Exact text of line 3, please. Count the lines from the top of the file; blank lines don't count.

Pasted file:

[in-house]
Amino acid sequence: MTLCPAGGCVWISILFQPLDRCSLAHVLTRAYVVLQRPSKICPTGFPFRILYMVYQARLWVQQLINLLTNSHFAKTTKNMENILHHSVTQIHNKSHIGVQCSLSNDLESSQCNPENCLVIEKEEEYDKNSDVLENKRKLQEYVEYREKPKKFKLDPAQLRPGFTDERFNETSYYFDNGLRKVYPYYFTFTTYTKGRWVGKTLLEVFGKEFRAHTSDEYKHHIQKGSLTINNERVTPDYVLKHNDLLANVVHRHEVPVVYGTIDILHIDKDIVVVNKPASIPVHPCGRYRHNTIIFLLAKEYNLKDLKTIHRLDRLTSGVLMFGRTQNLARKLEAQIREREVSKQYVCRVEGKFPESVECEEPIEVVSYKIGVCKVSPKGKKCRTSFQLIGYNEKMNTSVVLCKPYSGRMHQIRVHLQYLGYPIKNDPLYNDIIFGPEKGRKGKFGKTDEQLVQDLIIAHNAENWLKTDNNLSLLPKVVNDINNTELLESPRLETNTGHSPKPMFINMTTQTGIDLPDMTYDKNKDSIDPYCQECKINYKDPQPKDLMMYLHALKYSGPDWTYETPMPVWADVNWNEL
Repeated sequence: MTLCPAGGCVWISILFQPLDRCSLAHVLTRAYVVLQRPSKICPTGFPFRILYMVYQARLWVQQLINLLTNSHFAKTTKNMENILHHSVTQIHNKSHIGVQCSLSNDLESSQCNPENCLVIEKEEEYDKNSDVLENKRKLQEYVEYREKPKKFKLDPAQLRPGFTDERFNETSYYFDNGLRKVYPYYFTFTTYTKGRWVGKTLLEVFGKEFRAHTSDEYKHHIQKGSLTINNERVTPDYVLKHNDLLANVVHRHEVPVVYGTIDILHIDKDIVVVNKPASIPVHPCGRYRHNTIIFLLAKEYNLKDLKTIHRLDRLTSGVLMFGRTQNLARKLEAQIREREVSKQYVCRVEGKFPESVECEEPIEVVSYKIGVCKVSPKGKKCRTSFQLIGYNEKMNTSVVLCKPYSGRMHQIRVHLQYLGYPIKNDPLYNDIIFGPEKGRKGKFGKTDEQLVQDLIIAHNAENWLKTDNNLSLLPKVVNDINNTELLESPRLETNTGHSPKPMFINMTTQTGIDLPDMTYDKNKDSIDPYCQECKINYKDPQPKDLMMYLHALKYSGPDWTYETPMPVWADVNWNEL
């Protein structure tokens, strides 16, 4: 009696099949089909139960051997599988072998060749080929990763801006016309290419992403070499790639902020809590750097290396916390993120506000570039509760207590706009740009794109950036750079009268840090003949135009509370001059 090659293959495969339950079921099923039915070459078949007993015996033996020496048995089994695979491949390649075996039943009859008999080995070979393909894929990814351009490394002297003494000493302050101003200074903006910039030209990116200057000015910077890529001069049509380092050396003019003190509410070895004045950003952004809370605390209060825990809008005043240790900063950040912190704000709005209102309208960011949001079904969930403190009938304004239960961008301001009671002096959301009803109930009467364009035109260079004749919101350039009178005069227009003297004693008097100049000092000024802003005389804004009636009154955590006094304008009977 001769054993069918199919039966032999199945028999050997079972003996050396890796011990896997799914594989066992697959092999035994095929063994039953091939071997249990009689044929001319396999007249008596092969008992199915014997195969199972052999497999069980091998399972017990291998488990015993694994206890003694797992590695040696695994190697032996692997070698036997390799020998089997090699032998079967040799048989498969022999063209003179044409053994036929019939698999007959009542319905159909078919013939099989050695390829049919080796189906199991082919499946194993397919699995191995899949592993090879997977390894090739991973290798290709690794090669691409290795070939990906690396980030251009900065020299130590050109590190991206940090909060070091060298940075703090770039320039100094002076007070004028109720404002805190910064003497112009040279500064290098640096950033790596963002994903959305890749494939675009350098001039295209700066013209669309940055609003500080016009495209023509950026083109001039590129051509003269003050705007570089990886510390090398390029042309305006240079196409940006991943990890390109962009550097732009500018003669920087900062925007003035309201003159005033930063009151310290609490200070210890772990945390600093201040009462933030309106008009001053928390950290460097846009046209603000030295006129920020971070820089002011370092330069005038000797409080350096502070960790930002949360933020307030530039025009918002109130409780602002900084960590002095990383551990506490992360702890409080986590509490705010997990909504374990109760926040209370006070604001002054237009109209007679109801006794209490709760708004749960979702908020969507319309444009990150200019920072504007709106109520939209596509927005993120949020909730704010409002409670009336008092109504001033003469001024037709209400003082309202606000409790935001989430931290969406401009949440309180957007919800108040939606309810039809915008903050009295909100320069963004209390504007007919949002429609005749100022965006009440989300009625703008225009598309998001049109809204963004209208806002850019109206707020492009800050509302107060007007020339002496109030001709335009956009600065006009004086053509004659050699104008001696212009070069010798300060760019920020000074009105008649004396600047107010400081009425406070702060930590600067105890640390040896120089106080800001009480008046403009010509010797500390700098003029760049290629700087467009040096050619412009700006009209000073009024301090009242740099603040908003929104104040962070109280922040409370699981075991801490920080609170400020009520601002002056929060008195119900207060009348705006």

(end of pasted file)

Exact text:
Repeated sequence: MTLCPAGGCVWISILFQPLDRCSLAHVLTRAYVVLQRPSKICPTGFPFRILYMVYQARLWVQQLINLLTNSHFAKTTKNMENILHHSVTQIHNKSHIGVQCSLSNDLESSQCNPENCLVIEKEEEYDKNSDVLENKRKLQEYVEYREKPKKFKLDPAQLRPGFTDERFNETSYYFDNGLRKVYPYYFTFTTYTKGRWVGKTLLEVFGKEFRAHTSDEYKHHIQKGSLTINNERVTPDYVLKHNDLLANVVHRHEVPVVYGTIDILHIDKDIVVVNKPASIPVHPCGRYRHNTIIFLLAKEYNLKDLKTIHRLDRLTSGVLMFGRTQNLARKLEAQIREREVSKQYVCRVEGKFPESVECEEPIEVVSYKIGVCKVSPKGKKCRTSFQLIGYNEKMNTSVVLCKPYSGRMHQIRVHLQYLGYPIKNDPLYNDIIFGPEKGRKGKFGKTDEQLVQDLIIAHNAENWLKTDNNLSLLPKVVNDINNTELLESPRLETNTGHSPKPMFINMTTQTGIDLPDMTYDKNKDSIDPYCQECKINYKDPQPKDLMMYLHALKYSGPDWTYETPMPVWADVNWNEL